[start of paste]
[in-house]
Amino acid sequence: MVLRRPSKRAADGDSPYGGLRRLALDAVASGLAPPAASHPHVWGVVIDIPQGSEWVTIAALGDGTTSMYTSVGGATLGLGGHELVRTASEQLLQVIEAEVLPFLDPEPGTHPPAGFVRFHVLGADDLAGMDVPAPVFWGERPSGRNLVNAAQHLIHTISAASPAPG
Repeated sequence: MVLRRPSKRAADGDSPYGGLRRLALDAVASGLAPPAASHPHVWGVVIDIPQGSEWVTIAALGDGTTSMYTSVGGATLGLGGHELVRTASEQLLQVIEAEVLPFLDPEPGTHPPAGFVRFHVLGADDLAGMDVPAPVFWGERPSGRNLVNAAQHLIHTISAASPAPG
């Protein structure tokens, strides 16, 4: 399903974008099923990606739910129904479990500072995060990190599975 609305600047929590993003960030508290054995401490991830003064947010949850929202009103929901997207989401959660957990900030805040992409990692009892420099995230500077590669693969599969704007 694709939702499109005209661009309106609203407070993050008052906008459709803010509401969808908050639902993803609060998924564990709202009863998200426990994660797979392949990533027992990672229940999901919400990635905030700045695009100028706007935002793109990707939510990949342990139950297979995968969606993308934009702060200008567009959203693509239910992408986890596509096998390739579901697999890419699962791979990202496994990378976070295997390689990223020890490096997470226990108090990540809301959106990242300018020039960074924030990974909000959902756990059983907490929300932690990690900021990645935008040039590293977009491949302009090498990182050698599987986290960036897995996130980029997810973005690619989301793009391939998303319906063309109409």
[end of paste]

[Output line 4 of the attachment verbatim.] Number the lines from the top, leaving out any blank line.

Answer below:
């Protein structure tokens, strides 16, 4: 399903974008099923990606739910129904479990500072995060990190599975 609305600047929590993003960030508290054995401490991830003064947010949850929202009103929901997207989401959660957990900030805040992409990692009892420099995230500077590669693969599969704007 694709939702499109005209661009309106609203407070993050008052906008459709803010509401969808908050639902993803609060998924564990709202009863998200426990994660797979392949990533027992990672229940999901919400990635905030700045695009100028706007935002793109990707939510990949342990139950297979995968969606993308934009702060200008567009959203693509239910992408986890596509096998390739579901697999890419699962791979990202496994990378976070295997390689990223020890490096997470226990108090990540809301959106990242300018020039960074924030990974909000959902756990059983907490929300932690990690900021990645935008040039590293977009491949302009090498990182050698599987986290960036897995996130980029997810973005690619989301793009391939998303319906063309109409």